I thought the show was a lot better than the review and the last comment allude to. The last guy either lives under a rock, or refuses to believe that his donkey kong utopia no longer exists. People no longer play with Stretch Armstrong and pretend their parents don't have sex. Don't come to the show with that mentality. Open your eyes to someone elses reality, and take it for what it's worth. The show was excellent, the actors completely committed, and the set wonderfully designed.
Some guy with a stick up his ass who can't get past semantics. Could you ask for a better endorsement? I'm even more excited to see this Sunday!
I cannot BELIEVE that they used the title to this article the way they did! You should have come up with a better way to bring attention to what you were talking about instead of using this poor title to this broadway show!!! I am disgusted with the fact that nothing is censored anymore. Nothing. It never used to be this way and the country as a whole was a heck of a lot more proper. Now we desensitize people to manners and no one seems to care about the fact that kids are rude and aggressive. Remember when video games were simple? Like Donkey Kong and Mario brothers? They didn't have prostitutes and murder. They didn't swear on TV. It's sick. I can't stand this country anymore.
Many thanks for the kind words regarding my sound design and original music for "Parlour Song".... I had a great time working with Quantum and your comments are much appreciated!
I support and share Mr. Hoovers impression of the show, have nothing against local performers, and have attended City Theater shows for years. This was lousy, trite, not funny and we left at intermission.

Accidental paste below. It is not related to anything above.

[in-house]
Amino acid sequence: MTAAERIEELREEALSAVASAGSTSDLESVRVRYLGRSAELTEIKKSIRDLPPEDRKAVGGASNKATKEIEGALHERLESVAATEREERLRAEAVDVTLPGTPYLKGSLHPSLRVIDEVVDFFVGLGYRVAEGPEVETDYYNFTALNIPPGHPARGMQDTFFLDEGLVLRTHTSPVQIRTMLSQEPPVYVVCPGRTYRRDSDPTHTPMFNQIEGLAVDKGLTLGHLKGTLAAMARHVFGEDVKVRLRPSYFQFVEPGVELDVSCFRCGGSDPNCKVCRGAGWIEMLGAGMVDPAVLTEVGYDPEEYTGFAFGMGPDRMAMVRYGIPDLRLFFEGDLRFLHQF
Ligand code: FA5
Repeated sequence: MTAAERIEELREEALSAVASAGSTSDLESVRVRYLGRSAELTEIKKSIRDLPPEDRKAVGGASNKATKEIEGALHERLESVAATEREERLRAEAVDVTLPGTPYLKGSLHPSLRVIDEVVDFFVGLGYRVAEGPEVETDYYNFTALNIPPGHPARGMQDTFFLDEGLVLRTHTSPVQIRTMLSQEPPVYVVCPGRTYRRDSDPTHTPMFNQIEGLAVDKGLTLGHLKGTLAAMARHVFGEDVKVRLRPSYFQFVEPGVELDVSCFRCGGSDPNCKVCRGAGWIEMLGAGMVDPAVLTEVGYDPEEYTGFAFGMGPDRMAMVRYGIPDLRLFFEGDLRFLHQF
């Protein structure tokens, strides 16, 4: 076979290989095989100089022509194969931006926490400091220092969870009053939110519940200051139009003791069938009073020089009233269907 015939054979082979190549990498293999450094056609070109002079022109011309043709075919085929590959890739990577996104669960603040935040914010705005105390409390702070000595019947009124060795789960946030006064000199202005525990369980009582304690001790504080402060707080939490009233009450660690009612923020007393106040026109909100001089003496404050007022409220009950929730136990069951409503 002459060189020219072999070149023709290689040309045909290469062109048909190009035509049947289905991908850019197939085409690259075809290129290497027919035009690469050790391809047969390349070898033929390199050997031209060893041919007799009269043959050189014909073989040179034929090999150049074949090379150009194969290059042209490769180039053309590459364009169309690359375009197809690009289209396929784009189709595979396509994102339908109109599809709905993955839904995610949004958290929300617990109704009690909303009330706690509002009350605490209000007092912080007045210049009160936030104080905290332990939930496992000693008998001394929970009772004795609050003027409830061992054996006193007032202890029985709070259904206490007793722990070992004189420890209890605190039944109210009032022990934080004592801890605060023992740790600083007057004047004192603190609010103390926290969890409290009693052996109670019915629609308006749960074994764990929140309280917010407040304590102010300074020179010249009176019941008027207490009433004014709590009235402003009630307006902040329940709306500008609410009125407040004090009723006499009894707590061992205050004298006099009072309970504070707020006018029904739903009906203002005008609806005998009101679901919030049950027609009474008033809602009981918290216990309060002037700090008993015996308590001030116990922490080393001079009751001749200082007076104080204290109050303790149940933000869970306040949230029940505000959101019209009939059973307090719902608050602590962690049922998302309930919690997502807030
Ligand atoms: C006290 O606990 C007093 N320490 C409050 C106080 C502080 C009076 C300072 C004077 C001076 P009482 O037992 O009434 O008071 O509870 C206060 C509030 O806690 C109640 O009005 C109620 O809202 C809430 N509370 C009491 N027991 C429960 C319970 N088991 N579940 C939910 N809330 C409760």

Not every show or performance is "wonderful" and the audience seemed placated by the over-acting of Spike. Fine, we'll try the next one, as we are subscription supporters.
"I know people bitch my reviews are too personal” - dude did you graduate from grammar school? Does this clause even have an active predicate? Should you proofread your vitriol before sending it out, considering you work in a communication profession?
“I’m surprised one of them didn’t calve” - So you are insinuating that they are acting on stage is indicative of cows giving birth? If so:
A. You had better be walking around town in full-plate armor because such language is usually grounds for a Guten Tag to the dome.
B. How can comparing anyone to a bovine be considered a decent civilized thing to print in a “serious” critique. Regardless of what you personally thought of the play (or ANY play), comparing a human being's actions to mammalian birth in any profession shows that individual's tenuous-at-best grasp of reality and is grounds for termination. Your termination…See Yah!
“While Chekhov is also famous for promoting stage naturalism, there's not a more theatrically stylized playwright than Durang. Yet both strains are present in VSMS, often at the same time, and it's exhausting.” - It’s exhausting? Are you aware of the concept of duality? Life is full of dualities. In fact, I am pretty sure life is so complex that people resort to the arts often-times as an escape from the confusion of reality. Maybe you have me there…except that people long for an expression that comments on life’s experiences in a manner that both relates to AND simplifies life’s complex truths. So for a playwright to add oh-horror-of-horrors TWO seemingly conflicting theatrical modes at the same time while blending comedy and tragedy (ooo another duality) together is grounds for applause in my book. Ahh alas poor me, I am a layman, for what do I know…oh wait, other people at the top of their profession enjoyed this show also? In fact they seemed to enjoy it so much as to afford it the highest honor of the American Stage? You are right, sir, you are alone in the dark.